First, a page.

If BlackBerry is to make a strong comeback in the mobile market, it will likely need a product that has a much bigger mainstream appeal. Focusing on the small remaining market of hardcore BlackBerry users with a product like the Passport is probably not the best way to do that, even if those users really love the product – which is still something that we won't know until the company announces its next quarterly results.

BlackBerry will be selling the product for $249 on contract on AT&T's network and $599 unlocked from BlackBerry's online store in the U.S., Canada, UK, France and Germany. The phone should be available in 30 countries by the end of the year. BlackBerry 10.3 will also be coming to all BlackBerry 10 devices.

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  • gamebrigada
    From WSJ

    "The square screen is the same size as a piece of American cheese. "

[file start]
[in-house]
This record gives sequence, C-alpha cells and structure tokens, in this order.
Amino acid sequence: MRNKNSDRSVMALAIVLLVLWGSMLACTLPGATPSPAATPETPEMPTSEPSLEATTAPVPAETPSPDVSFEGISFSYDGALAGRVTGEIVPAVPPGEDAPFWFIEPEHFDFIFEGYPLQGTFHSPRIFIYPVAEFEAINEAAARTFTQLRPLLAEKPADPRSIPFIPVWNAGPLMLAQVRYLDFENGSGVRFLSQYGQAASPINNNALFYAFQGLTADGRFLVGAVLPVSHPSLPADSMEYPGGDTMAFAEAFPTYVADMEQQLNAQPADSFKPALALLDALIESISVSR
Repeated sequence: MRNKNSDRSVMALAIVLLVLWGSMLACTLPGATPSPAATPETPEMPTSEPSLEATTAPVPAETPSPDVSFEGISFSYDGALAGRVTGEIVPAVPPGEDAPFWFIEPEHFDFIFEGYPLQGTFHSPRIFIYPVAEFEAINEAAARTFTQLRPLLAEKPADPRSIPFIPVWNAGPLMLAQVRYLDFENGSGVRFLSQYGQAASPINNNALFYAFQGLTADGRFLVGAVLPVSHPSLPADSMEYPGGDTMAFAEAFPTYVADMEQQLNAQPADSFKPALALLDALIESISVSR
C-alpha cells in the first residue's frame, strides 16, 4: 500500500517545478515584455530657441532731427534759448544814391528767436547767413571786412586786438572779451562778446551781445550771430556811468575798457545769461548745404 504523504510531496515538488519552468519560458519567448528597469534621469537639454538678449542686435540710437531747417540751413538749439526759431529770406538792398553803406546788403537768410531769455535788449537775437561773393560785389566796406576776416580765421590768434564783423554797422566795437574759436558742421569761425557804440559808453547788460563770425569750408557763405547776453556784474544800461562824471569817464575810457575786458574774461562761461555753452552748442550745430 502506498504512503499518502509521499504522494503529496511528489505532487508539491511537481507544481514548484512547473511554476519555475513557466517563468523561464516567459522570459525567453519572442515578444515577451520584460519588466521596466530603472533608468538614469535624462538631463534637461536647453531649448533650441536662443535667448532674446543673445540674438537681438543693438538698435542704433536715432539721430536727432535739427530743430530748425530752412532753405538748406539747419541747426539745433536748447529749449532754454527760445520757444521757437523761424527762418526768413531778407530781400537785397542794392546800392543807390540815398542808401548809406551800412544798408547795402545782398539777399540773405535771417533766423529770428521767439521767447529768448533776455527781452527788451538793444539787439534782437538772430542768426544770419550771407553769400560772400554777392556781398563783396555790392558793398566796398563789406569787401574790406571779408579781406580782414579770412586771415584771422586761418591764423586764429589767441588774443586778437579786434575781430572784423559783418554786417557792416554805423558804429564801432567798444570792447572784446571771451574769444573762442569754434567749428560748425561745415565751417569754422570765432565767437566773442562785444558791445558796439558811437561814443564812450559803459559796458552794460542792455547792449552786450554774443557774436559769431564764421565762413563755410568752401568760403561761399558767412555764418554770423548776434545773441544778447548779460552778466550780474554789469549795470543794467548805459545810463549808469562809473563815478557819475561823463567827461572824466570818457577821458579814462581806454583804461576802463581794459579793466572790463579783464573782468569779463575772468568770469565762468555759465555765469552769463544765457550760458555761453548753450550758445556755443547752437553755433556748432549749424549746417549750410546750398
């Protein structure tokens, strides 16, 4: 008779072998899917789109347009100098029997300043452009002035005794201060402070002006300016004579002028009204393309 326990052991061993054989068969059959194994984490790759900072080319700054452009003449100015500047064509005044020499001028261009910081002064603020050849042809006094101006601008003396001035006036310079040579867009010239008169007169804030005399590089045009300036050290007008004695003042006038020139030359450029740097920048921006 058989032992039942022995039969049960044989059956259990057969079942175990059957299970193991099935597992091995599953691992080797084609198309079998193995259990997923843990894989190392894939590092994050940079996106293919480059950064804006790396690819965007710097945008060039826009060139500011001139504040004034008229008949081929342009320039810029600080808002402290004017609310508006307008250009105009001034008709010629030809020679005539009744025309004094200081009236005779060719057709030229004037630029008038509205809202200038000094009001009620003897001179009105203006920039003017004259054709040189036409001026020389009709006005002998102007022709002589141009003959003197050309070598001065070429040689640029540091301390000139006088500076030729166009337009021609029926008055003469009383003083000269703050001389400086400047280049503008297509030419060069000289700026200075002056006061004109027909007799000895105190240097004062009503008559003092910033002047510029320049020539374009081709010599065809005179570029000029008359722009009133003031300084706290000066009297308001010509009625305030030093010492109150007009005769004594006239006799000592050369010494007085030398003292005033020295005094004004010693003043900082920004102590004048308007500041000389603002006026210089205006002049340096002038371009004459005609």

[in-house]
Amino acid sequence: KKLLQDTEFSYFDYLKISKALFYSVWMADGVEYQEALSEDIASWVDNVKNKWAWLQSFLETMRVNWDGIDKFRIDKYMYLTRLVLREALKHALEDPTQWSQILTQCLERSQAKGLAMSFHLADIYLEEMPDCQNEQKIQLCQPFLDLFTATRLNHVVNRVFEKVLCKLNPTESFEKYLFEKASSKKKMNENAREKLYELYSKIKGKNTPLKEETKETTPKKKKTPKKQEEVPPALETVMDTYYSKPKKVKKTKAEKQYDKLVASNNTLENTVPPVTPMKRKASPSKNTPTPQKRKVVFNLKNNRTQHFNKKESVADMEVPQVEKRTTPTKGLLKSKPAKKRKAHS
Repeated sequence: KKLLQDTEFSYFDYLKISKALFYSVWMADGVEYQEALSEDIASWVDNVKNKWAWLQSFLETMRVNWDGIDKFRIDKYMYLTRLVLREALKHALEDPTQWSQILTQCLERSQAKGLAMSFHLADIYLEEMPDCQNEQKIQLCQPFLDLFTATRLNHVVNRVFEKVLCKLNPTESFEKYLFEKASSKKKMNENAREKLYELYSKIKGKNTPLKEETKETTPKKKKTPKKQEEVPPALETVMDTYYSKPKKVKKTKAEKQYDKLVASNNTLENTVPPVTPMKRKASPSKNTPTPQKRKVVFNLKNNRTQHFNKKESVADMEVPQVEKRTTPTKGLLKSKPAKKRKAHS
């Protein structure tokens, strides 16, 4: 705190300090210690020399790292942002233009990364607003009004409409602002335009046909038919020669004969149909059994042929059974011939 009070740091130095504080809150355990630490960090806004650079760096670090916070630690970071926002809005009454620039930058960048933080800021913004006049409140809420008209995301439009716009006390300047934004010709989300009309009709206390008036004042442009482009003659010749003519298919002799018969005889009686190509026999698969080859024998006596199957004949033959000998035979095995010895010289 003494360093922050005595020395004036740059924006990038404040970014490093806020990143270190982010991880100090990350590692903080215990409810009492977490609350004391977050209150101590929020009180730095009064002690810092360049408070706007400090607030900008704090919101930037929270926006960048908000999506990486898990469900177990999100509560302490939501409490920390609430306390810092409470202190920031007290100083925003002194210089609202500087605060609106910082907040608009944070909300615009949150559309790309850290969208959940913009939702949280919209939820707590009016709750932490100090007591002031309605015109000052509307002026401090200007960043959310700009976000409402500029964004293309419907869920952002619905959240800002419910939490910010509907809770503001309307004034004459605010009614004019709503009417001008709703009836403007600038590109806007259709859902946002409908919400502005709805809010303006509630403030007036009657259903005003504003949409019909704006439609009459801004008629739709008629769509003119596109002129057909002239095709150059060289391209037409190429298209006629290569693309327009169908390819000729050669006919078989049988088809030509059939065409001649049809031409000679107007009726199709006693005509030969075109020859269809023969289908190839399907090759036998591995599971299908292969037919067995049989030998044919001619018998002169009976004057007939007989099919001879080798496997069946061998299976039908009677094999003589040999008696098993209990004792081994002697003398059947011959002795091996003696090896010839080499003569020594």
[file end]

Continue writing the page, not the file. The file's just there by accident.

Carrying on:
http://si.wsj.net/public/resources/images/BN-ER441_STERN0_M_20140923181621.jpg

    Is that the new bunny with a pancake on its head? Or does it include cheese digitizing for later consumption?
    Reply
  • tom10167
    I love the idea of a serious phone for serious business people. Hope it works out for them.
    Reply
  • jedik1
    WOW a company promoting security uses Amazon App Store where 90% of the apps are fake, fraud and malicious. Good Judgement. Way to go to spread malware and fakeware.

    Anyways what can you expect from BlackBerry who are like 10 years behind.

    At $599...this is a joke. I will happily buy a One Plus One for $359 and add every security feature from Playstore.